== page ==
* First, an update on the Burr Ridge Mayor, via Patch…
Burr Ridge Mayor Gary Grasso earlier this month suggested the village had the power to determine which guests local hotels could accept under its village license.
A lawyer by trade, Grasso has not publicly cited the village’s legal authority. […]
Patch could find no provisions in the village code in which the mayor or Village Board could require a hotel to reject certain groups of paying customers. In this case, the state paid for the lodging. […]
Grasso did not cite any specific legal authority in which the village could compel the hotel to reject migrants or lodgers who were there as the result of “politically charged events.”
As of Sept. 24, Chicago has accepted 1,177 asylum-seekers who have arrived from Texas on buses sent by Abbott since the first bus arrived in the city on Aug. 31. […]
According to city officials, many children and infants are among those seeking refuge in the United States, many of whom traveled through several countries en route to Texas.
“Illinois is a welcoming state. We are committed to assisting each family and individual, providing human services with respect and dignity. We expect more arrivals to be welcomed and the City will continue to provide daily updates on those arrivals,” city spokesperson Joseph Dutra said.
Dutra added that upon arrival, migrants are provided immediate shelter and support with in-depth case management and connections to city and community-based services and agencies.
* Evanston Round Table…
Earlier this month, Illinois Gov. J.B. Pritzker’s office and the Illinois Department of Human Services held conversations with Evanston leaders about housing some of the more than 1,000 refugees that have been bused to Illinois, according to City Manager Luke Stowe.
At the moment, Evanston’s shelters are full and most hotels are booked with Northwestern football games and other events coming up this fall, Stowe said. So no arrangements have yet been set.
But Illinois officials, including Pritzker, expect more migrants to arrive in the coming days and weeks, and the state is looking for Chicago and surrounding suburbs to help provide food, clothing and shelter until these people have a chance to get on their feet and find more permanent housing.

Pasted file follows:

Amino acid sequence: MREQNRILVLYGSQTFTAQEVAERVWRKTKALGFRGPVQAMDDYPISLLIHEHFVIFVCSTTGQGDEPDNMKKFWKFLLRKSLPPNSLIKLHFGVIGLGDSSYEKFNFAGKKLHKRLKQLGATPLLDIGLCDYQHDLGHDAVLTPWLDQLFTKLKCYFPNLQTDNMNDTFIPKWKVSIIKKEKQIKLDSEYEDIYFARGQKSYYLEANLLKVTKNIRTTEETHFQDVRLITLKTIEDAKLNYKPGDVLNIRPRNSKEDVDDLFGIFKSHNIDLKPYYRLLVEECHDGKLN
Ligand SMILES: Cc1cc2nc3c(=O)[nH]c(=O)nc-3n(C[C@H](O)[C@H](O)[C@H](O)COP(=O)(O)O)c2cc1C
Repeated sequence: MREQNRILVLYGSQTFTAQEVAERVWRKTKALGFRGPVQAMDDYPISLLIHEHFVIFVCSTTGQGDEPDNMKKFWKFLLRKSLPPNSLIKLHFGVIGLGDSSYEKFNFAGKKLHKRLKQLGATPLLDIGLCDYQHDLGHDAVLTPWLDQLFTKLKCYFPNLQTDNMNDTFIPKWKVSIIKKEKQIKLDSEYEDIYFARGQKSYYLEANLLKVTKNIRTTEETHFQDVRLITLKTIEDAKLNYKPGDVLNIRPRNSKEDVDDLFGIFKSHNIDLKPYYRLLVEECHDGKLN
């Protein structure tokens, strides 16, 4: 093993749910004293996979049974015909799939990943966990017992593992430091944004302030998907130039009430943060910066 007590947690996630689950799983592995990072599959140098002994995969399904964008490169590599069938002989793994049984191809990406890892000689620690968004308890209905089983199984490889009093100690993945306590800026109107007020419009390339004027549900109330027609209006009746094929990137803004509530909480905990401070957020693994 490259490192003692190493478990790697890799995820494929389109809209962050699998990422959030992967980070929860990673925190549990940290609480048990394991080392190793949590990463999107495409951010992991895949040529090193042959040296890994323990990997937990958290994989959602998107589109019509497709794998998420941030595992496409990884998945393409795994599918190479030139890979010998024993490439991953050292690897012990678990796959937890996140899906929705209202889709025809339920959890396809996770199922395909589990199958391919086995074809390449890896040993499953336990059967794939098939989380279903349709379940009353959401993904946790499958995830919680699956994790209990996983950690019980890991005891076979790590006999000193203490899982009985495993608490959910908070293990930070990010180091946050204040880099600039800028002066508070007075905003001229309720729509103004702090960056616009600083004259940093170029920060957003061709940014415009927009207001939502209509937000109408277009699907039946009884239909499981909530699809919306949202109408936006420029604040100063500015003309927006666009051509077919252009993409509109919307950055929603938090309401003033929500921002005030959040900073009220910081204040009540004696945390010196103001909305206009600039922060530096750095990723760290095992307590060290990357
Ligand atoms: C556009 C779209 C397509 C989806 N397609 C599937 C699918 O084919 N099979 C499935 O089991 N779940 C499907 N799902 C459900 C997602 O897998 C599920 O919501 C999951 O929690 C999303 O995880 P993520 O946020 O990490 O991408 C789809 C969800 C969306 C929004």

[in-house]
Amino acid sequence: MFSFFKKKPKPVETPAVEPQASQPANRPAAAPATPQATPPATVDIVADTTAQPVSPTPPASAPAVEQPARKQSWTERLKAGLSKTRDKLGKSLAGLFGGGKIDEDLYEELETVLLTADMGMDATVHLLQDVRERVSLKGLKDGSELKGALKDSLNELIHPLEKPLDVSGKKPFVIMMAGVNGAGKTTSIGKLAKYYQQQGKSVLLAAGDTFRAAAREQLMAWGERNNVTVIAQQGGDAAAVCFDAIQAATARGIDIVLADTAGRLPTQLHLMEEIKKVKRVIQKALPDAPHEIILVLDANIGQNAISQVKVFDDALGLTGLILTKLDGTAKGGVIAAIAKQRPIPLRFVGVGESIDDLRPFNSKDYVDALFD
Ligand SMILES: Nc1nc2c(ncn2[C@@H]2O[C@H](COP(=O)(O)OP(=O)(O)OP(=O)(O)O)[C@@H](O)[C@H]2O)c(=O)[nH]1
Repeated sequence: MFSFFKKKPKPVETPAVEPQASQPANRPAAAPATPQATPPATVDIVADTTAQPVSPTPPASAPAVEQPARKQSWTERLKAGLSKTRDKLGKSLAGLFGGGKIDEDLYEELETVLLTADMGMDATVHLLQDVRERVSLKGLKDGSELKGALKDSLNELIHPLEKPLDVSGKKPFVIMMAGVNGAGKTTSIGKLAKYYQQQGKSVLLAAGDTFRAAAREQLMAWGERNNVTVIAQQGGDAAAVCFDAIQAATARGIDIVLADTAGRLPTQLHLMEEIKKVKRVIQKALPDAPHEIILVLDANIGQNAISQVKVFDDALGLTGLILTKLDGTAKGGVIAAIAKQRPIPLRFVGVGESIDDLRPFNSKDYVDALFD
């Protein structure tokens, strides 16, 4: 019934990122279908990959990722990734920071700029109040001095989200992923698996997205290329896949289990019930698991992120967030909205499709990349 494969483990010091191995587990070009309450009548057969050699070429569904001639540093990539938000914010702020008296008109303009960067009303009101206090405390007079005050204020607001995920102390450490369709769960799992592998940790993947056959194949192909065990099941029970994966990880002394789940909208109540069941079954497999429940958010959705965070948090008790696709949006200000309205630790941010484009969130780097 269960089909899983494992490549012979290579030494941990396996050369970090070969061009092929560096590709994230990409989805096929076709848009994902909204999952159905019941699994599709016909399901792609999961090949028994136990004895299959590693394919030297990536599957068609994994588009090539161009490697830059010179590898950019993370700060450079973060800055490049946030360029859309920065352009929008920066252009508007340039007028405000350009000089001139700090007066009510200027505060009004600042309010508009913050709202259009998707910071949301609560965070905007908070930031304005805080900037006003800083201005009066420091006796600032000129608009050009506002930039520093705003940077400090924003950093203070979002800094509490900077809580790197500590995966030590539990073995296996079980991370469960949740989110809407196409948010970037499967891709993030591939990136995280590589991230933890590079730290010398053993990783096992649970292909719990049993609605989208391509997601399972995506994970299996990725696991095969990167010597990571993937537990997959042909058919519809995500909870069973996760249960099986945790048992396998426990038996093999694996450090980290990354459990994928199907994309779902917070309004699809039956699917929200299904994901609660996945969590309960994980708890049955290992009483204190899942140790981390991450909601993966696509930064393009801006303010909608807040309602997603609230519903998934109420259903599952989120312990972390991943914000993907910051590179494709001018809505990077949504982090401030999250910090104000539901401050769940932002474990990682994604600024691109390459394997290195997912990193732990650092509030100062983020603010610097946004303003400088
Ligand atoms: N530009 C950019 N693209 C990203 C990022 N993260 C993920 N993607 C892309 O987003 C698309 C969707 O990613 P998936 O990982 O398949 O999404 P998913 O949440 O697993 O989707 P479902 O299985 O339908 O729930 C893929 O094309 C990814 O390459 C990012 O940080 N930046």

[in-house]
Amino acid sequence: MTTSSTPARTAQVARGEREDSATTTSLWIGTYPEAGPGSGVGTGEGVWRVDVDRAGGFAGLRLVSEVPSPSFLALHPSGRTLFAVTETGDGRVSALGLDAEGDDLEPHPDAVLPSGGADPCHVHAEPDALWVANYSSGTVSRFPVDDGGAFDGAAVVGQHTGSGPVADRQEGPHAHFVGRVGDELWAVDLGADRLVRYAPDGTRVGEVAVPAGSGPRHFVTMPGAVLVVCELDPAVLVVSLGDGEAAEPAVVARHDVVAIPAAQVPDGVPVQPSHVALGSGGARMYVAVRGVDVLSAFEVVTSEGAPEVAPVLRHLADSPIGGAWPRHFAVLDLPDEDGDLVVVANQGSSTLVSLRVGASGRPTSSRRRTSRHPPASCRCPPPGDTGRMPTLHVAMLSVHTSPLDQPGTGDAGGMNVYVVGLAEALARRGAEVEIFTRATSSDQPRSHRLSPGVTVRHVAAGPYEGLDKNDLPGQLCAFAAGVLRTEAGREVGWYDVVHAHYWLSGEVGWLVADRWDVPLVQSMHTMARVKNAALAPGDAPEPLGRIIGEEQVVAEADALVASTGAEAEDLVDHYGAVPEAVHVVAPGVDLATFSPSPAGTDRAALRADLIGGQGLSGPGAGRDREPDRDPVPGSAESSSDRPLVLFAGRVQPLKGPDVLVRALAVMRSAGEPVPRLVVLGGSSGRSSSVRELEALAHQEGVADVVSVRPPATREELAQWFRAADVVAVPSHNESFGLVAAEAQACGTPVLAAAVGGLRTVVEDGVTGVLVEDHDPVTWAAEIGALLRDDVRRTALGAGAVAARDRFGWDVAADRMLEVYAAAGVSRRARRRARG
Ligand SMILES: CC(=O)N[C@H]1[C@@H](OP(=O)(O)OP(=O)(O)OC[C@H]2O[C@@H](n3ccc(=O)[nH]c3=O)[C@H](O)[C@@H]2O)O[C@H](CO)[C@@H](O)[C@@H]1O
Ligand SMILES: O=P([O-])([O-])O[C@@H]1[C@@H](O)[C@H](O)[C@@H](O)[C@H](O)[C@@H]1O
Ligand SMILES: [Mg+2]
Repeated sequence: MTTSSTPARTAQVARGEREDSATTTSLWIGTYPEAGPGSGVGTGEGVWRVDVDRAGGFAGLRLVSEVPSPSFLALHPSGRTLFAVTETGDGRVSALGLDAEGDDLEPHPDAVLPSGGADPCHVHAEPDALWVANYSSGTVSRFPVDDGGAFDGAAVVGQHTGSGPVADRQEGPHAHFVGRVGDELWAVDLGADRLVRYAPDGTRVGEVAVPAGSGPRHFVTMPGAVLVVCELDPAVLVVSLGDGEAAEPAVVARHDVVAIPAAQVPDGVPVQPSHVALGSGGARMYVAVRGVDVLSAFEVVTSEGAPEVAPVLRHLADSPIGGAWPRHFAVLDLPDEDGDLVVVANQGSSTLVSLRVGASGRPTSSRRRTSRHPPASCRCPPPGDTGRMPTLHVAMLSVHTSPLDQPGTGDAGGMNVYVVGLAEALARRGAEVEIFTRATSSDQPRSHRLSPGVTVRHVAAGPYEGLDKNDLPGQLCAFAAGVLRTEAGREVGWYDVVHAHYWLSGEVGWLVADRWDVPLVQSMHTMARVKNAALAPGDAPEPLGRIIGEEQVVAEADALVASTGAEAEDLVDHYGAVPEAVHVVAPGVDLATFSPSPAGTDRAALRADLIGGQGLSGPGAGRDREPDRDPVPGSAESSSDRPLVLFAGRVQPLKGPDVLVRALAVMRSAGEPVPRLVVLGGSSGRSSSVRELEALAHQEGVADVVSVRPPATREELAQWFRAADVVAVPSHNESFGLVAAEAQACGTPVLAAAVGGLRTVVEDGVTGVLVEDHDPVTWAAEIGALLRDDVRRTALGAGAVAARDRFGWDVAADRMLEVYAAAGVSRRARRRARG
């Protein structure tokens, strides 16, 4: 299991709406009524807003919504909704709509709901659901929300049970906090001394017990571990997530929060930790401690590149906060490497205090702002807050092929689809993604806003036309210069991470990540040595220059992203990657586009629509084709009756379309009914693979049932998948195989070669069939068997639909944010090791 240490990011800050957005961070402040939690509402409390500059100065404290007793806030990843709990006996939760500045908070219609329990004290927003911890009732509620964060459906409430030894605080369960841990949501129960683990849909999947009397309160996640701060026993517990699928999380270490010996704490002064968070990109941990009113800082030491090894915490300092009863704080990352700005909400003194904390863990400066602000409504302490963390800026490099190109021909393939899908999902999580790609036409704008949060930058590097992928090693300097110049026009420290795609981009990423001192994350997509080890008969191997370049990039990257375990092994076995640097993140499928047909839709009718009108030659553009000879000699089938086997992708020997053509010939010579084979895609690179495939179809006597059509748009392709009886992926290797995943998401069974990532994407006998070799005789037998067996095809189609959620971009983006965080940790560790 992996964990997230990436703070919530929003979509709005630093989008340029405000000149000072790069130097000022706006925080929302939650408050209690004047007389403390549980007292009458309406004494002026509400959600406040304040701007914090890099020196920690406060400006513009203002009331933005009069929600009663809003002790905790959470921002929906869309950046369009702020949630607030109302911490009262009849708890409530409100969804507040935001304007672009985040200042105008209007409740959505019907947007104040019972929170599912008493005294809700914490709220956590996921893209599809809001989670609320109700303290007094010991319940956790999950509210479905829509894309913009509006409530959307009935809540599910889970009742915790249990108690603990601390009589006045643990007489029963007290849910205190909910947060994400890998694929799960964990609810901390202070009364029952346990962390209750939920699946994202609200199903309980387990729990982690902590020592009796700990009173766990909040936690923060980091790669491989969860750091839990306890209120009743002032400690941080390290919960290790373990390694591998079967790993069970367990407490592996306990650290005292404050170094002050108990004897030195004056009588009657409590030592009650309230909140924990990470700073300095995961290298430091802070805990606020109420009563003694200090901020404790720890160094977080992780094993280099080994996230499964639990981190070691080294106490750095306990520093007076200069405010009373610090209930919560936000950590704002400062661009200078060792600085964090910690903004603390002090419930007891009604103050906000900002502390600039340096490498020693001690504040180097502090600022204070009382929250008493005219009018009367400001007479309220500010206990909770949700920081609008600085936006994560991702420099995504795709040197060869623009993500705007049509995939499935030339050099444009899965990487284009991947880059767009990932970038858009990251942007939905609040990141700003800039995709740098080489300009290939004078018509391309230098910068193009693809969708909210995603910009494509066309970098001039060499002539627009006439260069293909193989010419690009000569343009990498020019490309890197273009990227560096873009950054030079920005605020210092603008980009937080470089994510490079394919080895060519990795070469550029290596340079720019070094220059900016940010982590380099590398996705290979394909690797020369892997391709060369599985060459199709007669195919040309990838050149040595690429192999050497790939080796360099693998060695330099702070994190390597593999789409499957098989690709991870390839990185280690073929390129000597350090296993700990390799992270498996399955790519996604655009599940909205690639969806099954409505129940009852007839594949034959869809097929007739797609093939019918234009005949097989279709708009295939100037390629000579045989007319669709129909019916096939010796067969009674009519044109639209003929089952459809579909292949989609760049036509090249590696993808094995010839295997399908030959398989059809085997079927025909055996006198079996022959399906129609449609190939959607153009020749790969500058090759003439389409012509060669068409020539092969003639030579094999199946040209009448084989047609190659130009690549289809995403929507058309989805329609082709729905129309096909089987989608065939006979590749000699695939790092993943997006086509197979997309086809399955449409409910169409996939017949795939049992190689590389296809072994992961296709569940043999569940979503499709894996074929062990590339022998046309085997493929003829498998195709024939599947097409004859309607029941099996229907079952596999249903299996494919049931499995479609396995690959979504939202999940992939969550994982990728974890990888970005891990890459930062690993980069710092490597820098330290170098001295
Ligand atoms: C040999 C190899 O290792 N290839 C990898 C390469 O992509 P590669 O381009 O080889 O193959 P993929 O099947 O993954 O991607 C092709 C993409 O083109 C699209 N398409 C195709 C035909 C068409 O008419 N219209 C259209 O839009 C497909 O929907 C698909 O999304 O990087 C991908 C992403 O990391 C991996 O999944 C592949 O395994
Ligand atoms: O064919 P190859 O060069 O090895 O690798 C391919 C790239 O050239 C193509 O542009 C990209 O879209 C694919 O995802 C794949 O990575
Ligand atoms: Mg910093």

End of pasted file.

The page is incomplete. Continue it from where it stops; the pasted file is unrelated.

“We’ve had multiple discussions with the Governor’s office and IDHS in September about whether Evanston could help house migrants,” Stowe told the RoundTable. “One of the challenges is that the request is typically for 60 to 90 days of housing, which is difficult for our hotel partners due to Northwestern events and demand for hotel rooms. We are not currently housing any migrants, but we expect future requests and are preparing for it.”
The City of Peoria is preparing for the potential arrival of asylum seekers in the coming weeks. [..]
“At that point, we started putting our thinking caps on,” [Mayor Rita Ali] said. “We scheduled an emergency meeting for this week with, really, many of the same public and private agencies that responded to COVID and had an emergency response plan and really a system for dealing with that here.”
Latin American language speakers will be needed to serve as cultural connections. The migrants also will need access to shelter, food and health care. Peoria does not have an official welcoming center, and Ali said some private shelters are already full. […]
She said the city was told a bus of migrants sent to Peoria would most likely transport around 50 people. The city would hopefully receive advance notice of at least three hours, the mayor said.
Peoria Mayor Rita Ali said while the city is not necessarily inviting buses of migrants, the potential for their arrival is certainly present. City leaders and other key community stakeholders are developing a game plan if migrants are brought to the area.
“They often get off the bus needing medical attention, I know that’s not the way you should treat human beings,” Ali said.
While plans for migrants to be sent to Central Illinois are not imminent, Peoria leaders are getting ready in case that changes.
“We want to be prepared, we don’t want to be blindsided by that,” Ali said.